So, let's say you have $25,000 equity in your house, and you find a bank willing to loan you $25,000 with your house as collateral. This is the ever-popular "second mortgage" or "equity line of credit." You then pay off your credit cards. At this point in the program, things can go well or not so well. If you are a very disciplined person financially, and your hardship situation was temporary, you may emerge from the scenario with your credit intact. You still have the same level of overall debt, but it is structured in a way that you can live with.
Many people, however, find that they end up in worse shape using this approach. Why? Because they suddenly have $25,000 worth of credit available with new offers for credit cards coming in the daily mail. Then they get busy planning for the holidays, or they just have to buy that awesome home theater system for $3,500. Before they know it, they owe $10,000, $15,000, or even $25,000 again on those pesky credit cards, PLUS, they have the second mortgage to keep up. The result is disaster.
There's also another big problem with borrowing against your equity: you're essentially trading an unsecured debt for a secured debt. If you default on a credit card balance, the creditor (if you ignore the problem long enough) can sue you and obtain a court judgment. Then they can put a lien against your house, so that if you ever sell the house, you're forced to hand over the money. But they cannot force the sale of your house. A secured debt is a far more serious matter, because you've pledged your house as collateral. If you default on a debt that has been secured by your house, you risk losing that home.
Why trade unsecured debts for secured debts? For most people, this is not the best move to make. Yet countless individuals fall for this trap annually.
C) CREDIT COUNSELING - The third variation on "debt consolidation" is not really consolidation in the true sense of the words, as described above. Instead, you are enrolled into a Consumer Credit Counseling program. You meet with a counselor who analyzes your monthly budget. The counselor then makes contact with your creditors and attempts to get them to lower the interest rate temporarily. You make one monthly payment to the counseling agency, which then disburses the funds to your various creditors.
The theory here is that your overall payment per month is lower due to the counselor's success at obtaining lower interest rates and more favorable terms with the credit card banks. This approach is the one most often recommended by the banks themselves, and in the financial press Credit Counseling is touted as the cure-all for debtors who are in over their heads.
does this really work?
Well, maybe yes, more likely no, depending on your situation. First, you
have to understand that the counseling service, while in theory a non-profit
organization, actually receives compensation from the bank you owe the
money to. So, whose side are they really on - the side of the consumer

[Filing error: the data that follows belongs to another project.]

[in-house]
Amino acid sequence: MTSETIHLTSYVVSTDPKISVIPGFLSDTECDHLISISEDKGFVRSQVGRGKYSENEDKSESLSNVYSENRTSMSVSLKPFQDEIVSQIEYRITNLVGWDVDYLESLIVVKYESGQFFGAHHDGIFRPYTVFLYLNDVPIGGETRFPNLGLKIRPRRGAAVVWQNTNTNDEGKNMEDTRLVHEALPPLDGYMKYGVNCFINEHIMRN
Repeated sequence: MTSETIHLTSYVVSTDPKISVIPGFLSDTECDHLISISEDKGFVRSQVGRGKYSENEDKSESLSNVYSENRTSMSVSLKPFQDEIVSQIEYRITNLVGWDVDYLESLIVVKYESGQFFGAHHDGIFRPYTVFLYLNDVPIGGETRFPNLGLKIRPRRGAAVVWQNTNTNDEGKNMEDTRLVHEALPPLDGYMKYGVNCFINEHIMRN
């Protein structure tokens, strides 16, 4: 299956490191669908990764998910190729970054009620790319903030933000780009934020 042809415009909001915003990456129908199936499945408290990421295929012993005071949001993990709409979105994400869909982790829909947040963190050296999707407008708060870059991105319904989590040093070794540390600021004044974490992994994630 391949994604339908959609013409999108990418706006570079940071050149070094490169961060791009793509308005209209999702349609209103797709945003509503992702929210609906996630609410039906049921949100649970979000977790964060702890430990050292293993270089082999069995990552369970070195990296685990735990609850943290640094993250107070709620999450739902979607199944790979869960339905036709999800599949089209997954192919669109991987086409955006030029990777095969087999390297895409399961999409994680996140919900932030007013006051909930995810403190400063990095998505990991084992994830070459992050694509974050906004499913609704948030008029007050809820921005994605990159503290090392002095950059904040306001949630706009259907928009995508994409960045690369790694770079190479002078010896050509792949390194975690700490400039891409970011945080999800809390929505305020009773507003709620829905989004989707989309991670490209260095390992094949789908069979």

who's paying a monthly $20 administrative fee, or the bank that's paying
7% of the restructured debt? You don't need to be a genius to figure out
that the CCCS program won't work for a lot of people.
Second, most credit counselors are not going to work all that hard at getting an uncooperative bank to cooperate. The net result is that they simple enter into the typical hardship program that you could have easily negotiated for yourself without the extra fees.
Third, with a CCCS program, the most frequent complaint we've heard from ex-participants is that they have little or no insight into what the CCCS agency is doing on their behalf, and they have virtually no control over the process. They send in their single monthly payment, with no idea of how much is going to which creditor, and since most counselors are busy people who work based on high volume, getting a return phone call can be difficult.
Now, I'm not saying that all CCCS organizations do a poor or lackluster job. Like any business, there are good and bad services out there. However, they don't really SOLVE the problem at all. In other words, if you walk into the office of a credit counselor owing $25,000, you'll still owe $25,000 when you walk out.
One thing that a counseling agency can do is to GET THE PHONE TO STOP RINGING. This can indeed be a lifesaver, if you are already getting collection calls and the banks are starting to make your life miserable. But in our judgment, credit counseling is a helpful approach only for the consumer who knows that their financial hardship is temporary (say six months or less) and simply does not want to deal with the hassle of handling the phone calls in the meantime. Otherwise, stronger medicine makes more sense.
d) CHAPTER 13 -The final form of "debt consolidation" is actually not consolidation at all, but rather a form of bankruptcy called "Chapter 13." We'll discuss it on the next page under its proper heading. Be forewarned, however, that many (if not most) of the ads you'll see for "debt relief' or "debt consolidation" are really attorneys advertising to take you through a formal declaration of bankruptcy. Watch out!
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